This year we’re experiencing an autumn like no other and many of us are turning to nature for solace. We’re lucky that the season brings with it a spectacular visual feast and the fact we can only go out to buy essentials or exercise means there’s little choice but to immerse ourselves in the great outdoors.
In the country we’re beyond fortunate, with an entire playground on our doorsteps, but the sheer joy of city parks is also not to be underestimated.
The great news is that nature is good for our souls. It’s perhaps no coincidence that the Nordic countries – where people totally embrace the great outdoors – consistently top quality of life studies. That brings me on to the subject of hygge which, while there’s no direct translation, essentially means cosiness and kinship. It’s been an on-and-off trend for quite a few years now, but this autumn it feels essential, so we need to find joy in the small things.
Throwing another log on the wood-burning stove, cooking up a gorgeous dish, going for an early morning walk and coming back to warm up by the AGA – all these tiny pleasures can soothe anxious minds.
Of course, there are few things as hygge as an AGA, which makes perfect sense as it was invented in Sweden by a Nobel Prize-winning physicist. That it has become such a quintessentially English icon shows, I think, how much we have in common with our Nordic neighbours.
For people across the globe, the AGA is more than just a cooker. Ask any owner why they love theirs and somewhere near the top of the list will be the fact it puts an indescribably lovely warmth into the kitchen. Not only does it make the kitchen into the snuggest place to be (perfect now so many of us are working from home) but it’s also brilliant for drying coats, gloves, hats and boots. It cooks utterly brilliantly, too, using gentle-to-food radiant heat, so is perfect for heartwarming dishes and lovely slow-cooked treats and looks utterly beautiful, so it’s easy to see why this most iconic of cookers has such enduring popularity.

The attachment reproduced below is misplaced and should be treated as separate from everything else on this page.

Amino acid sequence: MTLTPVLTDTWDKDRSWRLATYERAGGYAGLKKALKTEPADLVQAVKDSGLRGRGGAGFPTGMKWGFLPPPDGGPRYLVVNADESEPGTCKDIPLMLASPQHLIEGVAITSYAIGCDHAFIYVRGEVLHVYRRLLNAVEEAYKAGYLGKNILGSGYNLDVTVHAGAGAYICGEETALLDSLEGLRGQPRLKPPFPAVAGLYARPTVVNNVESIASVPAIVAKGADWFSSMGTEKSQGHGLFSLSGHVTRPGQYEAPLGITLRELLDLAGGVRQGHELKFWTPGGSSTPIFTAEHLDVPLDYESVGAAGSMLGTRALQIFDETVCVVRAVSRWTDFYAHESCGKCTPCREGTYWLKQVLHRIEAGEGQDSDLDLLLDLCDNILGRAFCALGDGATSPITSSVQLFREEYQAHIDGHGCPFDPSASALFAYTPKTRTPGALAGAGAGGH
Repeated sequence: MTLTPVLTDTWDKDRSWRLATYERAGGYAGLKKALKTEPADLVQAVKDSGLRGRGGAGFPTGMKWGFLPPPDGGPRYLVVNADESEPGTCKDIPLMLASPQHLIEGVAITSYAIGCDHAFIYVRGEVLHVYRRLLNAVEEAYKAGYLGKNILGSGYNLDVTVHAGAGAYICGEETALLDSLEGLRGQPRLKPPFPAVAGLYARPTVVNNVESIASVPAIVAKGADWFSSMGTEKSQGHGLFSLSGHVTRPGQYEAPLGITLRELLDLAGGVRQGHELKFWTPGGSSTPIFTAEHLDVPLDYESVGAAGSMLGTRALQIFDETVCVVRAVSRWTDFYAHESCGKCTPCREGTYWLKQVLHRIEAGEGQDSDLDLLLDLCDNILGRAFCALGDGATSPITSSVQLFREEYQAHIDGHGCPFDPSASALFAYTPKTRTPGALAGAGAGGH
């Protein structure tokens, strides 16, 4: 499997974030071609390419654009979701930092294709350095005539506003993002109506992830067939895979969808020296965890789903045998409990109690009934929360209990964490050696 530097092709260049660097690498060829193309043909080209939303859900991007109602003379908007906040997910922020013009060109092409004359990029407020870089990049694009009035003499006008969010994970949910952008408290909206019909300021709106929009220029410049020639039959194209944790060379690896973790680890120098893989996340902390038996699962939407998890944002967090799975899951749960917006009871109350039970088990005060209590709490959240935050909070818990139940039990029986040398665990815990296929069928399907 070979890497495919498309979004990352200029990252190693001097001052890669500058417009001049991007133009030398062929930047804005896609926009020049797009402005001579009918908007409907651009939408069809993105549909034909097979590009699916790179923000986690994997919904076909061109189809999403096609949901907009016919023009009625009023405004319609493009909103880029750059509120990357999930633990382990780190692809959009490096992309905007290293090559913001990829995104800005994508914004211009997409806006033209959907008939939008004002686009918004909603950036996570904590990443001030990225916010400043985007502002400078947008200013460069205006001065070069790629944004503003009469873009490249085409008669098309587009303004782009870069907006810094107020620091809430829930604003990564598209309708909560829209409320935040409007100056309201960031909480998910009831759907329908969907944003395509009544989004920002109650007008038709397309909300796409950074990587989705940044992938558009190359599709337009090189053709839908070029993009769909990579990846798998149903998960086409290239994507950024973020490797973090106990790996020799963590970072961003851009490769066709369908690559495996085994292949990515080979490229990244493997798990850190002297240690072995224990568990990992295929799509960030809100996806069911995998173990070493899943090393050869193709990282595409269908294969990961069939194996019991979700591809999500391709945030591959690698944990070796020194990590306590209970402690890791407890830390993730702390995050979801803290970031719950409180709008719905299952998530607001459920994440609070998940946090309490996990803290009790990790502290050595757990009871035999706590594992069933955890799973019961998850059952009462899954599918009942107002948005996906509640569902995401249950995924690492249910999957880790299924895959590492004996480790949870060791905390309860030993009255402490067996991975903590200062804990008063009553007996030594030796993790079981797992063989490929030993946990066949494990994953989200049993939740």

Warmth and cosiness are imperative for wellbeing. Everything feels so much worse if you have to bear it while shivering. I love log burners. They offer a brilliant way of heating a small space while not having to turn on the entire heating system.
Not every home can have one, of course, but AGA has an ingenious solution to that – electric stoves. They have the same solid good looks as their wood-burning siblings, but operate on a normal plug socket and clever technology emulates dancing flames, so you get the look of a real fire as well as the warmth.
Another Scandinavian treat is indulging in fika, the Swedish art of making time for coffee (or tea) and something delicious to eat with friends, family or colleagues. I’ve spent many autumn weeks in Sweden and Denmark and can’t think of anywhere I’m happier. To conjure up that feeling all I need to do is make a latté and tuck into a delicious cinnamon bun.
Autumn to me also feels like a time of renewal. Perhaps it’s because I associate it with that ‘back to school’ feeling of fresh notebooks and new pencils, but there’s something essential, too, in the sound of leaves falling, symbolising out with the old, in with the new.
It’s around this time I start thinking about kitchen kit. In the run-up to Christmas I like to see what needs replacing and check out what’s new. When I buy kitchenalia, I like to know it will last. I strongly dislike fad-ish gadgets destined to end up gathering dust in a cupboard.
I like to know the cookware I buy will be useful for decades to come, which is why I was thrilled to see the gorgeous new cast-iron cookware AGA Cookshop has just launched. I love an investment piece and only buy cookware on the assumption it will last as long as I do, so these pans are completely perfect in every sense.
The buffet pan is super-versatile. You can use it make everything from cassoulet to those oh-so-comforting cinnamon buns and so I’ve already put one right at the top of my Christmas wish-list.
The AGA team has hugely missed being able to get together at AGA demonstrations and events, but we’re bringing a little of that spirit to our community via regular Zoom demonstrations and Instagram Live events.
We’ll be showing you how to cook up some delicious treats and chatting with interesting and inspiring people. We do hope you’ll join us...
Journal entry by Laura James.